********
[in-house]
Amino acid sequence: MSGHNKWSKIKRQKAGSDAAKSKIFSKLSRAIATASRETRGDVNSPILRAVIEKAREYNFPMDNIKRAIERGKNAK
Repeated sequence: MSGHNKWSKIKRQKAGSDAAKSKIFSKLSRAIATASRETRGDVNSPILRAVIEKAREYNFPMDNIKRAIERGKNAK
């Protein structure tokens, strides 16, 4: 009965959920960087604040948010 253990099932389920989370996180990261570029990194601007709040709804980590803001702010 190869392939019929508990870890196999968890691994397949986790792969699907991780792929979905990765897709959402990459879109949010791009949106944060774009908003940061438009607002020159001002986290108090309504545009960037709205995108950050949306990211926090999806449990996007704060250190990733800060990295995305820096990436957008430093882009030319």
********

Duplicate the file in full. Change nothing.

[in-house]
Amino acid sequence: MSGHNKWSKIKRQKAGSDAAKSKIFSKLSRAIATASRETRGDVNSPILRAVIEKAREYNFPMDNIKRAIERGKNAK
Repeated sequence: MSGHNKWSKIKRQKAGSDAAKSKIFSKLSRAIATASRETRGDVNSPILRAVIEKAREYNFPMDNIKRAIERGKNAK
């Protein structure tokens, strides 16, 4: 009965959920960087604040948010 253990099932389920989370996180990261570029990194601007709040709804980590803001702010 190869392939019929508990870890196999968890691994397949986790792969699907991780792929979905990765897709959402990459879109949010791009949106944060774009908003940061438009607002020159001002986290108090309504545009960037709205995108950050949306990211926090999806449990996007704060250190990733800060990295995305820096990436957008430093882009030319």